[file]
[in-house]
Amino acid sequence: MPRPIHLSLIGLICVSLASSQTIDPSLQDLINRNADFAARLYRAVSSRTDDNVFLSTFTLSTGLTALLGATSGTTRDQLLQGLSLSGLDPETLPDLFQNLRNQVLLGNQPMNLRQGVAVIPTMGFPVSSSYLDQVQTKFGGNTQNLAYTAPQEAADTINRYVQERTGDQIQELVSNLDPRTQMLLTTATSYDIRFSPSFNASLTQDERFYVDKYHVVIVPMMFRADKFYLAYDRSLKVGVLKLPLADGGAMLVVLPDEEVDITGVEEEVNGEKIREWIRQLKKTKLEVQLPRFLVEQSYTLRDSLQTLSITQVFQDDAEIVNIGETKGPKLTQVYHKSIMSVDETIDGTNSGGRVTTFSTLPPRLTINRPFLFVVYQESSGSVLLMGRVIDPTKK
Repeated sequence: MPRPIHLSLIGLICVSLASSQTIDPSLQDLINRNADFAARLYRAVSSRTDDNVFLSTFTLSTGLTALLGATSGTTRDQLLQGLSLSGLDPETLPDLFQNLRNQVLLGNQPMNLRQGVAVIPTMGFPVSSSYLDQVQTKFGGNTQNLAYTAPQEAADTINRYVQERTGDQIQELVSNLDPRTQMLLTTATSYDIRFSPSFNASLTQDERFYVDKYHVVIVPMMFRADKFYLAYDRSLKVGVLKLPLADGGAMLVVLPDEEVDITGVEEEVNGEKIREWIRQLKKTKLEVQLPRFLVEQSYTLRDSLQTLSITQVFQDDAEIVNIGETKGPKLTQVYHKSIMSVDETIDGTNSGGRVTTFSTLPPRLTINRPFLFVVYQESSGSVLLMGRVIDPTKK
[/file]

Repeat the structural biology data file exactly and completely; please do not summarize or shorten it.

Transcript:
[in-house]
Amino acid sequence: MPRPIHLSLIGLICVSLASSQTIDPSLQDLINRNADFAARLYRAVSSRTDDNVFLSTFTLSTGLTALLGATSGTTRDQLLQGLSLSGLDPETLPDLFQNLRNQVLLGNQPMNLRQGVAVIPTMGFPVSSSYLDQVQTKFGGNTQNLAYTAPQEAADTINRYVQERTGDQIQELVSNLDPRTQMLLTTATSYDIRFSPSFNASLTQDERFYVDKYHVVIVPMMFRADKFYLAYDRSLKVGVLKLPLADGGAMLVVLPDEEVDITGVEEEVNGEKIREWIRQLKKTKLEVQLPRFLVEQSYTLRDSLQTLSITQVFQDDAEIVNIGETKGPKLTQVYHKSIMSVDETIDGTNSGGRVTTFSTLPPRLTINRPFLFVVYQESSGSVLLMGRVIDPTKK
Repeated sequence: MPRPIHLSLIGLICVSLASSQTIDPSLQDLINRNADFAARLYRAVSSRTDDNVFLSTFTLSTGLTALLGATSGTTRDQLLQGLSLSGLDPETLPDLFQNLRNQVLLGNQPMNLRQGVAVIPTMGFPVSSSYLDQVQTKFGGNTQNLAYTAPQEAADTINRYVQERTGDQIQELVSNLDPRTQMLLTTATSYDIRFSPSFNASLTQDERFYVDKYHVVIVPMMFRADKFYLAYDRSLKVGVLKLPLADGGAMLVVLPDEEVDITGVEEEVNGEKIREWIRQLKKTKLEVQLPRFLVEQSYTLRDSLQTLSITQVFQDDAEIVNIGETKGPKLTQVYHKSIMSVDETIDGTNSGGRVTTFSTLPPRLTINRPFLFVVYQESSGSVLLMGRVIDPTKK